Benicio del Toro returns to the silver screen as death incarnate himself, Alejandro, the sicario, a modern day man with no name who walks right into the very heart of the beast in this dangerous and provocative follow-on from Sicario with Sicario: Day of the Soldado.
Following the events of Sicario, CIA Task Force Commander Matt Graver (Josh Brolin) is commanded to eliminate drug cartels operating in Mexico. Bringing Alejandro (Benicio Del Toro) back into the fold, Graver and his top assassin return to Mexico to start a war between two rival cartels in an effort to silence them for good.
Where Denis Villenenue offered us an initiation into the very heart of darkness with Sicario, this time director Stefano Sollima takes us back to the ‘land of wolves’ as Alejandro coined it, but the stakes are now far higher than before. The Drug Cartels have swapped drug trafficking for people smuggling and this has led to a bunch of nefarious terrorist types gaining entrance to the United States, and chaos does ensue. The US Government’s response to all of this: fight chaos with even more ruthless terror and that’s where we arrive in Day of the Soldado. Sollima and writer Taylor Sheridan craft another twisting narrative that uses multiple story points to craft a story of an all the more dangerous and provocative mission.
Sollima made a name for himself with the critically revered Gomorrah crime television opus, and here he brings that same sense of documentary exploration to this film. The cinematography is intricate, and detailed and really puts you as an audience member right into the heart of the action. And whether it’s the intricate planning or the chime of hot lead leaving the gun barrels of fully automatic assault rifles when it all kicks off you feel every single moment of the film’s gun metal tension. Like it’s predecessor, Day of the Soldado is a nerve-racking watch, particularly in its brutal third act, and you’ll find yourself pinned to your seat as the film twists and turns and again goes into corners that you just can’t see coming.
Academy Award winner Benicio del Toro gives another thunderous performance as Alejandro, the lawyer turned assassin who has made it his life’s work to eradicate the Drug Cartels with total ‘extreme prejudice’. He again channels his man of few words, and explicit action perfectly, but the film’s set-up and the twists that exist allow us to see who this man is on a more personal level. While I will say that we do not witness Alejandro dropping his guard, we do get to see his more human side, or what little of it that still remains. It’s a performance that is again a testament to del Toro’s understanding and experience with the performers craft and he again totally delivers.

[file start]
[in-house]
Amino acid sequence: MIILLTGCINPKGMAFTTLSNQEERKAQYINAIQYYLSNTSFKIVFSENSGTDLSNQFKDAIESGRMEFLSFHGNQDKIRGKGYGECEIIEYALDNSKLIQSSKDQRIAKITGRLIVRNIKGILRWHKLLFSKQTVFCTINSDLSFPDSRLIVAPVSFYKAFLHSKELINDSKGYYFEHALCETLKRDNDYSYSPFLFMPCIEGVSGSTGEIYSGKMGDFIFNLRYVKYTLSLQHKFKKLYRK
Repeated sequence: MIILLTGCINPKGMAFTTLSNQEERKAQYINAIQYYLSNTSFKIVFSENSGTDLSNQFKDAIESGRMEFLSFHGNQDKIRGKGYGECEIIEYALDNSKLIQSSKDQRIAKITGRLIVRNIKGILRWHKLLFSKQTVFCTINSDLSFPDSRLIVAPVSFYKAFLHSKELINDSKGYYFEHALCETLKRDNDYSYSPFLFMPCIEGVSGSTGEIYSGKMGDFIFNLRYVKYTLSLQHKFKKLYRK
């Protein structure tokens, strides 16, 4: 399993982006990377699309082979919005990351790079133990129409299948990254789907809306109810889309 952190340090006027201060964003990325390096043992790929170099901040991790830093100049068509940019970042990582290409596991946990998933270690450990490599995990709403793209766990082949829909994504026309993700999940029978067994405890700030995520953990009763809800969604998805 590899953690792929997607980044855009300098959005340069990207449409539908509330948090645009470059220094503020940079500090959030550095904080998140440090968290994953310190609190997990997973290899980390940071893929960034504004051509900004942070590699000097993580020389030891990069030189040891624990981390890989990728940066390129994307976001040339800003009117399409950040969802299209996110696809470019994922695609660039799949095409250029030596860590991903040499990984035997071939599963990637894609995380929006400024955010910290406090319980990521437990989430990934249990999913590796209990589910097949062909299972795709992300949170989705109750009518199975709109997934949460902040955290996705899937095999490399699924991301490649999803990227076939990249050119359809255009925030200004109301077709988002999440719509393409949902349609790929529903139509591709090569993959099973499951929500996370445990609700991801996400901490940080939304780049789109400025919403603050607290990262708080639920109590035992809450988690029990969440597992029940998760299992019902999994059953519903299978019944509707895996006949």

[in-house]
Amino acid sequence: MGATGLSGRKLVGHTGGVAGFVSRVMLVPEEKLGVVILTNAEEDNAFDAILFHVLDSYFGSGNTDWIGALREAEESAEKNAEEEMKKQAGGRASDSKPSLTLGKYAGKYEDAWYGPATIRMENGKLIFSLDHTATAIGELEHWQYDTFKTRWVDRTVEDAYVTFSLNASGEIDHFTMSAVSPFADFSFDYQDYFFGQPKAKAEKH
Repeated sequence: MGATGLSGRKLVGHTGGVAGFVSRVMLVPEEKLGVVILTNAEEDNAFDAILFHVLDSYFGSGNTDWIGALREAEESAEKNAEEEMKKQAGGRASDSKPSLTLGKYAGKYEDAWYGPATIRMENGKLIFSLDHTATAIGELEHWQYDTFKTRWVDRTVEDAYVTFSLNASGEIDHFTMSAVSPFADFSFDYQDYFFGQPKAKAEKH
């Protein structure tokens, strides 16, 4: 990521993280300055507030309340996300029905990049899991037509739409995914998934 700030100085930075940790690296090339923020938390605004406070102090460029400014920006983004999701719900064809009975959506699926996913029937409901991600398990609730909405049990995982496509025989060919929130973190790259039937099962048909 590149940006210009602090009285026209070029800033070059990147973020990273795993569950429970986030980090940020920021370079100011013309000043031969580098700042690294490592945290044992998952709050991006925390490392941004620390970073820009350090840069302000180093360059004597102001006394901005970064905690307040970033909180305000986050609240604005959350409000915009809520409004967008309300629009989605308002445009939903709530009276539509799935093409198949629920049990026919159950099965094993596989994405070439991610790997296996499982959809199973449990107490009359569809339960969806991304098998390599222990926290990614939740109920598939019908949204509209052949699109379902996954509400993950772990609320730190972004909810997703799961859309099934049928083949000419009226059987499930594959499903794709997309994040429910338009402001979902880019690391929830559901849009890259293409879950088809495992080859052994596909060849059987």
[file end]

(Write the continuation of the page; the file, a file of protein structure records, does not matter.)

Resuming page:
Standing next to Alejandro is his brother-in-arms CIA Special Activities Division officer Matt Graver played by the brilliant Josh Brolin who again gives an incredibly focused performance. As in the original Sicario, Brolin’s Graver is a man who ‘gets things done’ and who time and time again has proven that he is willing to not merely cross the line, but erase it entirely to ensure that his mission is completed. He is essentially ‘a rough man who is ready to do violence’ in order to secure the security of his nation and again orchestrates some pretty horrendous activities this time around. But being the master puppeteer that he is as Graver, Brolin also remembers to show off his playful side and there’s plenty of sly black humour that finds its way into his performance.
Both del Toro and Brolin complement each other perfectly and it’s a lot of fun to see them again working together as they decide to unleash a war down in Mexico. There’s a certain playfulness that you get to see working between the two of them and I was very impressed with how they traded off one another here.
Like it’s predecessor the details and realism are once again spot on here. As an example of Special Forces action Day of the Soldado lays everything out in the open and showcases the lethal perfection that these operators have in accomplishing there mission. Kitted out with the best tactical gear and comms imaginable Del Toro, Brolin and their team are an unstoppable force and they readily put the fear of god into the low-level Cartel hitmen that they have been assigned to eradicate. Sollima also examines the rise of the world of for profit military contractors, and how the United States mission as ‘the world’s policeman’ has lined a lot of pockets thanks to defense spending budgets.
In terms of following Sicario on a thematic level, Day of the Soldado takes the stage that where the first film was about the militarization of the police, here the idea of policing has been removed and we are now living in a pro military world where law and order are just words to ensure a mission gets the green light. It’s even more interesting given the film’s analysis of its pro-Republican based setting and how this current day feeling is affecting the war on drugs.
Sicario: Day of the Soldado is a successful follow on and worthy second chapter in what I hope will be an eventual Sicario trilogy. In terms of a cinematic experience it takes you to the very edge and leaves you gasping for breath as to what you just witnessed up on screen. What remains for the sicario himself, Alejandro, still remains to be seen but I’m certain that his war is not over and this devil still has names to collect.
Image: Roadshow Films